In yesterday’s Advisor, we provided safety training information for preplanning excavations and other precautions. Today, we offer 12 trenching tips that could save lives.
According to the Occupational Safety and Health Administration (OSHA), two workers are killed every month in trench collapses. With warmer weather on the way and more construction activity anticipated, it’s a good time for construction employers to review trenching basics with workers. Keep reading for potentially life-saving reminders.
Trenching cave-ins are often deadly. In a recent case, OSHA cited a Missouri plumbing and heating company for five serious violations after a foreman died from being trapped inside a trench on a residential construction site.
OSHA requires that each worker in a trench be protected from a cave-in by adequate protective systems, including:
- Sloping—cutting back the trench wall at an angle inclined away from the excavation;
- Cutting—creating stepped benched grades (for Type A or B soil only);
- Shoring—installing aluminum, hydraulic, or other types of supports to prevent soil movement and cave-ins; or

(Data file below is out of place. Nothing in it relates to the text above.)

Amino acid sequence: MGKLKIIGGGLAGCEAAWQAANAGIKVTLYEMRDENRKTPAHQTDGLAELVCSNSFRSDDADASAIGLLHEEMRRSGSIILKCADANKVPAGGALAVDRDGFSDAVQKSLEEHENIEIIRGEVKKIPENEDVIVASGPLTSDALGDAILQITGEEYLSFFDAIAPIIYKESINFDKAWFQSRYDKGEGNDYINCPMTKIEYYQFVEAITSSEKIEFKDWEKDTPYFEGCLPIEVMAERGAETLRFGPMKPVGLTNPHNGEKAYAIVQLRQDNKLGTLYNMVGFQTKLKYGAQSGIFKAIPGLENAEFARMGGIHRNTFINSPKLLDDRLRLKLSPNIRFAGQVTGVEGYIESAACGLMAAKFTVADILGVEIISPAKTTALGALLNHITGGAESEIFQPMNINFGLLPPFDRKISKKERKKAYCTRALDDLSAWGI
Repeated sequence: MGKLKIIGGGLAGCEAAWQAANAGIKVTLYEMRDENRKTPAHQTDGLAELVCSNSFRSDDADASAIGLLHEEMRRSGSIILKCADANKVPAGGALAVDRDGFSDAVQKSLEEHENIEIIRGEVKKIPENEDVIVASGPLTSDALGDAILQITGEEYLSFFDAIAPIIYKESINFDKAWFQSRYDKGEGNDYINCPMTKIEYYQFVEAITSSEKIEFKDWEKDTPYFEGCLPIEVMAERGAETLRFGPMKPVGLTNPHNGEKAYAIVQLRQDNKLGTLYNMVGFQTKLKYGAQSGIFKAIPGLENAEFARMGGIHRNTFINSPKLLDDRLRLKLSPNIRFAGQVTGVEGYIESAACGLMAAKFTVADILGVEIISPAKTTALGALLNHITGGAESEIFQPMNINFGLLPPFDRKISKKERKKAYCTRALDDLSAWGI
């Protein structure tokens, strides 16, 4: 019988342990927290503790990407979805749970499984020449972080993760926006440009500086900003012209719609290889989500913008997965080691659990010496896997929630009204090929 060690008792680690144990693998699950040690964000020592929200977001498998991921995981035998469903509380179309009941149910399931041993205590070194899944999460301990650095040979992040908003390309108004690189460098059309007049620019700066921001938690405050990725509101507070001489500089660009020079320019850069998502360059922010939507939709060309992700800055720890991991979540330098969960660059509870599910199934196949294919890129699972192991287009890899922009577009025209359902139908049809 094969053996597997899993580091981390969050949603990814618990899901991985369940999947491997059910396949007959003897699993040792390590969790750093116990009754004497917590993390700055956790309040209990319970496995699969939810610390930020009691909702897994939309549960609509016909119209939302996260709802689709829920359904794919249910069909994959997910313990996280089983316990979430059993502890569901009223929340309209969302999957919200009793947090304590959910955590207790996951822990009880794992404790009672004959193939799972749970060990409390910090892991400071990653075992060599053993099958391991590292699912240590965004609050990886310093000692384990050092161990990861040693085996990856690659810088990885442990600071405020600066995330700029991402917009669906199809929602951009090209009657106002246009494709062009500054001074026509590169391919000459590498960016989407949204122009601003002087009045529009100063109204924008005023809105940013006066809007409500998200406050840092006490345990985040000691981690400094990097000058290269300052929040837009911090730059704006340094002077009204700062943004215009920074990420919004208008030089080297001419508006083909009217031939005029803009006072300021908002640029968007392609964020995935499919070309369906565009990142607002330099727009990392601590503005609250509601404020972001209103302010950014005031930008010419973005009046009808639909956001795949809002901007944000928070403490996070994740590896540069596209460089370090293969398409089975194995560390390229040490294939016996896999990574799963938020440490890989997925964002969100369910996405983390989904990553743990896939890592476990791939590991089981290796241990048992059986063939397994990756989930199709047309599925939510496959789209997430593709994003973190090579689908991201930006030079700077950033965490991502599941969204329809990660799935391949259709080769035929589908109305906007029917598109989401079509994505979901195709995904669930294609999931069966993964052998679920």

- Shielding—using trench boxes or other types of supports to prevent soil cave-ins.
12 Trenching Tips to Prevent a Tragic Outcome
OSHA calls an unprotected trench “an early grave.” Train your employees and foremen on these safety basics:
1. Do not enter an unprotected trench.
2. Keep surcharge loads at least 2 feet from trench edges.
3. Know where underground utilities are located.
4. Test for low oxygen, hazardous fumes, and toxic gases.
5. Inspect trenches at the start of each shift.
6. Inspect trenches following a rainstorm.
7. Do not work under raised loads.
8. Provide a protective system for trenches 5 feet deep or greater unless the excavation is made entirely in stable rock.
9. Trenches 20 feet deep or greater require a protective system designed by a registered professional engineer or based on data supplied by a registered professional engineer.
10. Place excavated or other materials and equipment at least 2 feet back from the edge of a trench.
11. Provide a safe way to exit within 25 feet of workers in a trench.
12. A competent person must inspect trenches daily and when conditions change.
Remember, too, that collapses aren’t the only hazards of trenches. Other dangers include falls, falling loads, hazardous atmospheres, and incidents involving mobile equipment.